A plunger 25 is slidably mounted within passageway 3 for pushing manure therethrough. The plunger 25 has a door frame 27 comprising a front wall 29, a back wall 31, and sidewalls 33. The door frame 27 fits snugly within passageway 3 with its walls flush against the walls of the passageway. The plunger 25 includes means for opening and closing the passageway. These opening and closing means can comprise one, and preferably a pair of doors 35 pivotably mounted on the door frame 27. Each door 35 is rectangular in shape and is mounted, along one side edge 37, by a hinge 39 as shown in FIG. 3, to the adjacent sidewall 33 of the door frame 27. The end edges 41 of each door, shown in FIG. 1, are adjacent the front and back walls 29, 31 of door frame 27. The doors 35 are movable between a first position where they abut along their other side edges 43, and a second position where they hang suspended from their hinges 39, lying adjacent the respective sidewalls 33 of frame 27 as shown in FIG. 4. In the first position, the doors 35 close passageway 3; and in the second position, open the passageway 3. In the first, closed position the doors 35 are slightly downwardly inclided as shown in FIG. 3. Inclined stop members 45, fixed to the front wall 29 of frame 27, limit the movement of the doors 35 as they are moved to the first closed position from the second open position, as will be described.
First moving means 51 are provided to move the plunger 25 up and down within passageway 3. The moving means 51 can comprise a pair of hydraulic cylinders 53, one on each side of passageway 3 and mounted thereabove by a mounting frame 55. The mounting frame 55 can comprise a pair of upright support members 57, each attached at its lower end, by welding or other suitable means, to the top, outside surface of a passageway side-wall 21. The support members 57 are substantially parallel to, and centrally located, relative to the major portion of the side-wall 21. The top ends of members 57 are joined by a horizontal top brace 59 which projects past the members 57, to either side of passageway 3.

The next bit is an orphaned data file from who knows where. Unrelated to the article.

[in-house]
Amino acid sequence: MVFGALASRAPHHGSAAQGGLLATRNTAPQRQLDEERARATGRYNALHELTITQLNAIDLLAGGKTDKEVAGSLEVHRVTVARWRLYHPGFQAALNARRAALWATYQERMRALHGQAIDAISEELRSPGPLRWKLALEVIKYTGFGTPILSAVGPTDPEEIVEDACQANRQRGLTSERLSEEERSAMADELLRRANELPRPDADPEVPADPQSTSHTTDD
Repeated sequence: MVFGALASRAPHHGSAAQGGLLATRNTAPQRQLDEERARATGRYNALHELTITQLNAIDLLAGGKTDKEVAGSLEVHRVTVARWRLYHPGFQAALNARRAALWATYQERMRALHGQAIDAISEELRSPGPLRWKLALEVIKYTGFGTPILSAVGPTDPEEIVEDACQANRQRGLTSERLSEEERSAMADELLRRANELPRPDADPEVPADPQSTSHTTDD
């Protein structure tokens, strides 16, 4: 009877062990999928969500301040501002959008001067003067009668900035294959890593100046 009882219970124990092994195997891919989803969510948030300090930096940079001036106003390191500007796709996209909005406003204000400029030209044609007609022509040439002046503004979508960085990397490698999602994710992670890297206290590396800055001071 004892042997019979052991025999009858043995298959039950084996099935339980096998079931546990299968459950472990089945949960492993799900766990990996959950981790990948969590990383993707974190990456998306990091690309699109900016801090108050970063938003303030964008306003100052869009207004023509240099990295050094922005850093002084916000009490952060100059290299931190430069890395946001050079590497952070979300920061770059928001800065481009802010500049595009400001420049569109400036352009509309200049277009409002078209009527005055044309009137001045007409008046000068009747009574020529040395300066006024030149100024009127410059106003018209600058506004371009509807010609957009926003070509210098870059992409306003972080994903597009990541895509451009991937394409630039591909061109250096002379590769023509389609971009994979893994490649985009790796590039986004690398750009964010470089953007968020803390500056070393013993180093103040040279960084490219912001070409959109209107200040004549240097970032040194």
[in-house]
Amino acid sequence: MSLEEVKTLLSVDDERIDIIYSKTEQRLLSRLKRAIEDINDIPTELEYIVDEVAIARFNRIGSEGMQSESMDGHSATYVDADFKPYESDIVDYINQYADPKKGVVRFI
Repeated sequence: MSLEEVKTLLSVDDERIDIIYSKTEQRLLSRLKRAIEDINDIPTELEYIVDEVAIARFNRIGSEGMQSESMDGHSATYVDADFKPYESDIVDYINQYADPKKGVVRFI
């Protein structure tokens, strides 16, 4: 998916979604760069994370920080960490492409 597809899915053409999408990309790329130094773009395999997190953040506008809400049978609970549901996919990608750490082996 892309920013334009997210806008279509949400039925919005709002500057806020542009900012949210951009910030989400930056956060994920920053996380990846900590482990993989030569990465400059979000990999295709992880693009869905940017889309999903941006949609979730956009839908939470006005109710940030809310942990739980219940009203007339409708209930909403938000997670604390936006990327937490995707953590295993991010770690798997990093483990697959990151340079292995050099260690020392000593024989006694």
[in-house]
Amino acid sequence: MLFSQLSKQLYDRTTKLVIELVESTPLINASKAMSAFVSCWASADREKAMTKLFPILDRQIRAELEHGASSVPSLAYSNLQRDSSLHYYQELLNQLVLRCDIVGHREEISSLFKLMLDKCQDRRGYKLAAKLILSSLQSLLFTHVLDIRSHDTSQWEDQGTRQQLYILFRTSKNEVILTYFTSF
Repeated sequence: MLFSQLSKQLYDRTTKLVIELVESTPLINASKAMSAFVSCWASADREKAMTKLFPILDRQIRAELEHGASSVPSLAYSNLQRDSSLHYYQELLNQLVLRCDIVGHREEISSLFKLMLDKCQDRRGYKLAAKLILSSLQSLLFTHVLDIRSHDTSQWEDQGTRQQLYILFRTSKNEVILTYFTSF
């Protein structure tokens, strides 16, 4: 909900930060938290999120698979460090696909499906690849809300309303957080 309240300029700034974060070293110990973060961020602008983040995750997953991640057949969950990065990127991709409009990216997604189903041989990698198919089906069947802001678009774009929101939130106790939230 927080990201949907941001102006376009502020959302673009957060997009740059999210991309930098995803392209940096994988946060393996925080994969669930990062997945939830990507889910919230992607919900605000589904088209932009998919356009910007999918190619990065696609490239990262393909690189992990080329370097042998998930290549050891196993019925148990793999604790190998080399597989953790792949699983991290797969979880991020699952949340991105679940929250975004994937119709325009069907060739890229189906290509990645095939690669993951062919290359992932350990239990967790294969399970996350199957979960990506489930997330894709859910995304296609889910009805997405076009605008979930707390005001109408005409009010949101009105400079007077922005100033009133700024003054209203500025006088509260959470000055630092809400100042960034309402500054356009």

One cylinder 53 is fixed, at its upper end 61 to each end portion 63 of brace 59 and extends downwardly therefrom, substantially parallel to adjacent member 57. The piston rod 65, projecting from the bottom end 67 of cylinder 53, is fixed to a plunger support frame 69. Hydraulic lines 71, 73 lead to the top and bottom ends 61, 67 respectively of cylinders 53.
The plunger support frame 69 has a pair of support arms 81, fixed by welding or other suitable means at their lower ends to the top of the sidewalls 33 of door frame 27, about midway between the front and back walls 29, 31 of frame 27. The support arms 81 lie inside, and adjacent to, the support members 57 of mounting frame 55. The upper ends of arms 81 are joined by a horizontal cross piece 87 located beneath and substantially parallel to top brace 59 of mounting frame 55. The cross piece 87 projects past arms 81 and its projecting end portions have longitudinal notches 91 extending in from its end edges 93 through which support members 57 and cylinders 53 pass. A U-shaped hanger 95 is suspended from each end portion of crosspiece 87. Each hanger 95 comprises a pair of vertical braces 97 and a bottom horizontal brace 99 joining the bottom ends of vertical braces 97 together. The piston rod 65 of cylinder 53, within each hanger 95, is fixed to horizontal brace 99.